25 October 2017

Open Access Week: Publisher Policy Changes

Publisher policies regarding self-archiving and Open Access evolve regularly. This reality can be frustrating for authors, librarians, repository managers and others who attempt to track and comply with these rules. In today's post, I wanted to point out some policy changes that relate particularly to the forced migration research context.

1. Self-archiving policies:

I use this table to track publisher policies regarding self-archiving for a set of key refugee/migration journals. Specifically, do publishers allow archiving of the postprint and do they stipulate any embargo periods? As I noted yesterday, there has been a general trend on the part of publishers to place greater restrictions on self-archiving. However, some policies have actually become more relaxed:

- Emerald Publishing recently removed embargo periods for all of its journals. This includes the International Journal of Migration, Health and Social Care, which often carries refugee-related articles.

- Sometime in November 2016, Oxford Journals tweaked its self-archiving policy for the four journals represented in my table (IJRL, JRS, Migr. Stud. & RSQ) to allow authors to immediately upload postprints to their personal webpages upon publication. Past policies only referenced posting preprints on authors' web sites.

- With these changes, there are now 10 journals listed on my table that impose no embargo periods for the uploading of postprints to author web sites. Embargo periods ranging from 6-24 months do still remain for depositing postprints in institutional and/or subject repositories, and sometimes for academic social networks as well.

I hope authors will take advantage of these changes!

2a. APCs for hybrid OA:

In the same table, I also note the publication fees (APCs) for providing hybrid Open Access to articles published in key refugee/migration journals. To date, APCs have remained fairly consistently around $3000. This year, though, APCs have gone down for Disasters, EJML, IJRL, Intl. Migr. and J. Intl. Humanit. Stud., and they have gone up for IJMHSC, JRS and Migr. Stud. The rest have stayed the same.

It is a bit of a mystery why the APCs for Oxford's journals have gone in different directions. They all started at $3000; now IJRL is $2800, JRS & Migration Studies are $3150, and RSQ continues to be $3000!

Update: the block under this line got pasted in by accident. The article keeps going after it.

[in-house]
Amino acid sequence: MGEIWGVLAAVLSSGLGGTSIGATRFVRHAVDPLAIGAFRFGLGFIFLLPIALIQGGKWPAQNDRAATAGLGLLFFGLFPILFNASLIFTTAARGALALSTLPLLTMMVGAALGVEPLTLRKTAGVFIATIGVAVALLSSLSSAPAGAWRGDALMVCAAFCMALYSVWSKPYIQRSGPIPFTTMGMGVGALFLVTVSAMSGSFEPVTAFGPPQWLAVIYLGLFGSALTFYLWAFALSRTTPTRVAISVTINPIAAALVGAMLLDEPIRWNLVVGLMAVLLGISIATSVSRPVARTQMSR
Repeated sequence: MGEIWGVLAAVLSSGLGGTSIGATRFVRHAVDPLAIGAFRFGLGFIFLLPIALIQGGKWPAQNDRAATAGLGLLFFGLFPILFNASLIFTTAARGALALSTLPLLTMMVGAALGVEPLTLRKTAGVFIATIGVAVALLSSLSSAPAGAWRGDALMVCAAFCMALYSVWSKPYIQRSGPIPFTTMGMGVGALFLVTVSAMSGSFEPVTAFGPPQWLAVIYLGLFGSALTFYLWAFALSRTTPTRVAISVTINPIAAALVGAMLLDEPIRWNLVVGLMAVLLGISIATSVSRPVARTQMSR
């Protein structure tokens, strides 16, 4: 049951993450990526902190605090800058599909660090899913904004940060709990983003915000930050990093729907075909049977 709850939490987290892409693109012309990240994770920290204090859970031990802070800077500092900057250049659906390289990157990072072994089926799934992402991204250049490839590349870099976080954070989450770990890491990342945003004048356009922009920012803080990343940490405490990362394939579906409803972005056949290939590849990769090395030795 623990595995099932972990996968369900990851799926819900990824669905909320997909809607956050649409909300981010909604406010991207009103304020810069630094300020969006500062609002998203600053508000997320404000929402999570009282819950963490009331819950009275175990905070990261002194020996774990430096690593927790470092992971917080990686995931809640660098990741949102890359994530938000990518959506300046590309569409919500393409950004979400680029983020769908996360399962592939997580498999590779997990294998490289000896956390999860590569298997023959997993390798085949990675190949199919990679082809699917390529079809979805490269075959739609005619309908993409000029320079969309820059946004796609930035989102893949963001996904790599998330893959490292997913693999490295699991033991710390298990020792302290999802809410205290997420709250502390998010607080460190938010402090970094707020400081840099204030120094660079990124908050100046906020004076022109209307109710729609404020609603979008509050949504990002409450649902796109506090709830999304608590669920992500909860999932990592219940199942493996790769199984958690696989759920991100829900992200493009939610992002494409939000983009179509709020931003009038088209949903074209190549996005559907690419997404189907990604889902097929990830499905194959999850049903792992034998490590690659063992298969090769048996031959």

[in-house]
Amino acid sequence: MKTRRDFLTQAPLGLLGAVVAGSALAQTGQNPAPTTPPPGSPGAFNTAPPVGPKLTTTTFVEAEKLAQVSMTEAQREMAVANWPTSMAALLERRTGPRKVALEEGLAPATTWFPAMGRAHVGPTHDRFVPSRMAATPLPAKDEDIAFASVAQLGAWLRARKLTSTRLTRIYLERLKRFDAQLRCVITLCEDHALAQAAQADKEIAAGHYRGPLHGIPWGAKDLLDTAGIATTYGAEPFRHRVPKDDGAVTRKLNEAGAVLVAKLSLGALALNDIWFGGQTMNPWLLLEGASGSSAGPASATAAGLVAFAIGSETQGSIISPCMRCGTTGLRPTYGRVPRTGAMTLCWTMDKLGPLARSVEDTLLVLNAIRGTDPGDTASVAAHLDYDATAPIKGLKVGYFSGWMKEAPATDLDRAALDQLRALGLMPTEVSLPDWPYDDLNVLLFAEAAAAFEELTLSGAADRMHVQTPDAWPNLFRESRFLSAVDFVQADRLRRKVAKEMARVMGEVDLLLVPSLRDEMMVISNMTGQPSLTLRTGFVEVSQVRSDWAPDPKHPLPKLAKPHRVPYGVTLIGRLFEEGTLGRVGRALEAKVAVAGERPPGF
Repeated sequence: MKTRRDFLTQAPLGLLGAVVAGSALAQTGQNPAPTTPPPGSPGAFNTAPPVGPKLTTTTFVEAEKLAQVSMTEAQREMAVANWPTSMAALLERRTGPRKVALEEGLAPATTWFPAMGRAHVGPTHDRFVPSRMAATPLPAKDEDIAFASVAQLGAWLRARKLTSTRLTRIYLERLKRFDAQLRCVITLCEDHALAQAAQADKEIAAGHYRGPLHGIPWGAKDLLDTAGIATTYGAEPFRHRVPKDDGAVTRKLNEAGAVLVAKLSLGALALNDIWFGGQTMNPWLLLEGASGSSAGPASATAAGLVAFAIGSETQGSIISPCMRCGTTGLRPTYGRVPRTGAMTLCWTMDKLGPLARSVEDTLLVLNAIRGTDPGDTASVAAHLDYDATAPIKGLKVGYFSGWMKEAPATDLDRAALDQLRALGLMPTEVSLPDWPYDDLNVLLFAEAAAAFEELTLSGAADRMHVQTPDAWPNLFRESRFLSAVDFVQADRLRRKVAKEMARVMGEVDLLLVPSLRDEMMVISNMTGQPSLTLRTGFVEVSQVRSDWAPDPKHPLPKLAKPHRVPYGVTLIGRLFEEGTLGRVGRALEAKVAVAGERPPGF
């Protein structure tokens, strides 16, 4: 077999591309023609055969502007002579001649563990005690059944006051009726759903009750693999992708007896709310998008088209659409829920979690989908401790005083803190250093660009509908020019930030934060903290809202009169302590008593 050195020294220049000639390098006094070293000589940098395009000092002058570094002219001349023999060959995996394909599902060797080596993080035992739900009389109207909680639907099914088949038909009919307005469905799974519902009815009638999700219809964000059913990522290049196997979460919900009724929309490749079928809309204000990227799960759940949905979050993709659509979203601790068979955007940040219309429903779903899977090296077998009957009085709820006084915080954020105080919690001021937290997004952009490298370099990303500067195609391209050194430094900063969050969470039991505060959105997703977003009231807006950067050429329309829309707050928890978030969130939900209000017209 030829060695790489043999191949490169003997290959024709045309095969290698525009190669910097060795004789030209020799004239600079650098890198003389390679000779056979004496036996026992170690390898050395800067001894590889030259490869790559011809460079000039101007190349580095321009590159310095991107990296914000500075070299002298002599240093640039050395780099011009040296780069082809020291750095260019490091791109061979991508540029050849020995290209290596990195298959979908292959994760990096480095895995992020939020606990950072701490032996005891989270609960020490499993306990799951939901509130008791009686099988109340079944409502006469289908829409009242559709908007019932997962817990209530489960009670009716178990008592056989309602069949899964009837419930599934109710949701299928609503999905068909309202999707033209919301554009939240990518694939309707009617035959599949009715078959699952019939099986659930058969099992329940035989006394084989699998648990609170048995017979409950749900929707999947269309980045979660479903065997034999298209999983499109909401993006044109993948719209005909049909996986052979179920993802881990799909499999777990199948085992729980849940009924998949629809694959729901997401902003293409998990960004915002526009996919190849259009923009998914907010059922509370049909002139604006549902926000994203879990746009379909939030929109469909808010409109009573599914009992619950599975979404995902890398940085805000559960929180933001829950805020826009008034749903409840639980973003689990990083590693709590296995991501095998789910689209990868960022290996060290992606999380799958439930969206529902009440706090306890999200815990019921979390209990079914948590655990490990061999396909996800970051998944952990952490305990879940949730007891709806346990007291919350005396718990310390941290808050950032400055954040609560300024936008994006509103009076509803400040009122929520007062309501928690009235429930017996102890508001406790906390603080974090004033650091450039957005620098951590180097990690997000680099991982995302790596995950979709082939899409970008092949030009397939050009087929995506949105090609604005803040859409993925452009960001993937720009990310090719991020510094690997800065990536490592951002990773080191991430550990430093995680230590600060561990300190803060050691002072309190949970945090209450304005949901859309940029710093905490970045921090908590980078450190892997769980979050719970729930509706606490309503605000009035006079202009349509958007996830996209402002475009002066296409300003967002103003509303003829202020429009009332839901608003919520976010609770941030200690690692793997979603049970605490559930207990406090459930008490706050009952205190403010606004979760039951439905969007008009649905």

2b. Uptake of hybrid OA:

Interestingly, the number of authors choosing the hybrid option in key refugee/migration journals is still relatively low. Here, for example, is the total hybrid OA count for Oxford's three refugee titles:

- Journal of Refugee Studies (as of 2005 when the hybrid option was first offered) = 3 articles (in 2006, 2008 & 2016)
- Refugee Survey Quarterly (hybrid option started sometime in 2013) = 3 articles (in 2014, 2016, and 2017)
- International Journal of Refugee Law (hybrid option started sometime in 2013) = 2 articles (in Sept. 2017 and Oct. 2017)

The tallies for other journals that forced migration authors often publish in are not very different, with one exception (based on manual review of issues published 2010-2017; excluded advance access articles):

- Disasters (Wiley) = 3 (first was in 2014)
- European Journal of Migration & Law (Brill) = 5 (first was in 2014)
- Journal of Immigrant & Refugee Studies (Taylor & Francis) = 3 (first was in 2016)
- International Migration (Wiley) = 6 (first was published in 2014)
- International Migration Review (Wiley) = 2 (first was published in 2014)
- Journal of Ethnic & Migration Studies (Taylor & Francis) = 39 (first was in 2010; uptick began in 2015)

It's unclear whether these generally low numbers relate in any way to when a hybrid OA option was first offered, APC rates, the availability of funding to cover APCs, or some other policy. But clearly, the Journal of Ethnic & Migration Studies is the exception!

Tagged Publications.

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